Soil Organic Carbon Sequestration in Jatropha curcas Systems in Burkina Faso

Sophia Baumert, Asia Khamzina, Paul L.G. Vlek

Research output: Contribution to journalArticlepeer-review

26 Citations (Scopus)

Abstract

The cultivation of the biofuel crop Jatropha curcas L. in Burkina Faso may contribute to ameliorating the soil fertility of severely declining cropland through increased organic matter input and erosion control. This study addresses the potential for the soil organic carbon (SOC) sequestration in traditional and newly introduced J. curcas production systems. Five prevailing systems included interplanting with annual crops, intensely managed monoculture plantations, afforestation of abandoned cropland, plantings along contour stone walls, and traditional living fences. The SOC was analyzed in 20 paired sites of 1- to 4-year-old J. curcas plantings and adjacent cropland. Paired sites with living fences involved a longer chronosequence with 15- and 20-year-old plantings. Additionally, the contribution of J. curcas to SOC sequestration was investigated by comparing the 13C signature of the C inputs in four J. curcas sites with that of sorghum cropping. Linear regression analysis did not reveal a clear trend of SOC dynamics over time for the short-term chronosequences, nor could the isotopic tracer technique prove a contribution of 4-year-old J. curcas trees to the SOC stock. The 20-year chronosequence of J. curcas living fences exhibited a significant SOC increase of 62 ± 23 g m−2 y−1. Considering soil coverage of 1,200 m2 ha−1 by living fences (400-m hedge with a width of 3 m), 1.5 Mg SOC was sequestered. Also, changes in δ13C values indicated a contribution of C3-derived C to the SOC stock. These findings on traditional J. curcas systems indicate the potential of this biofuel crop for improving cropland soil fertility in the long run.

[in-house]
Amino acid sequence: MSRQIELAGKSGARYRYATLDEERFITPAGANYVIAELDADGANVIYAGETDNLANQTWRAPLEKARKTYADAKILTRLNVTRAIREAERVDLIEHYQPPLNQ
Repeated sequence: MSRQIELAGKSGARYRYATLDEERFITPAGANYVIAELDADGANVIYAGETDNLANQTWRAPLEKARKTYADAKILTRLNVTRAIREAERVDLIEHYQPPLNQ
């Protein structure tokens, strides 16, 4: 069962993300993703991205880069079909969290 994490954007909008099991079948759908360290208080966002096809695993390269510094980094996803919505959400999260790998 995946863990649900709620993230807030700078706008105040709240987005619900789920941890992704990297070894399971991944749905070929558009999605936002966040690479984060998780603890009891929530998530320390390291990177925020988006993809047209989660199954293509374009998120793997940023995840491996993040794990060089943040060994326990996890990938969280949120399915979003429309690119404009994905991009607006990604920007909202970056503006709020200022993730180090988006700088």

Original languageEnglish
Pages (from-to)1813-1819
Number of pages7
JournalLand Degradation and Development
Volume27
Issue number8
DOIs
Publication statusPublished - 2016 Nov 1
Externally publishedYes

Keywords

  • C natural abundance technique
  • chronosequence
  • Jatropha
  • living fences
  • West Africa

ASJC Scopus subject areas

  • Environmental Chemistry
  • Development
  • Environmental Science(all)
  • Soil Science

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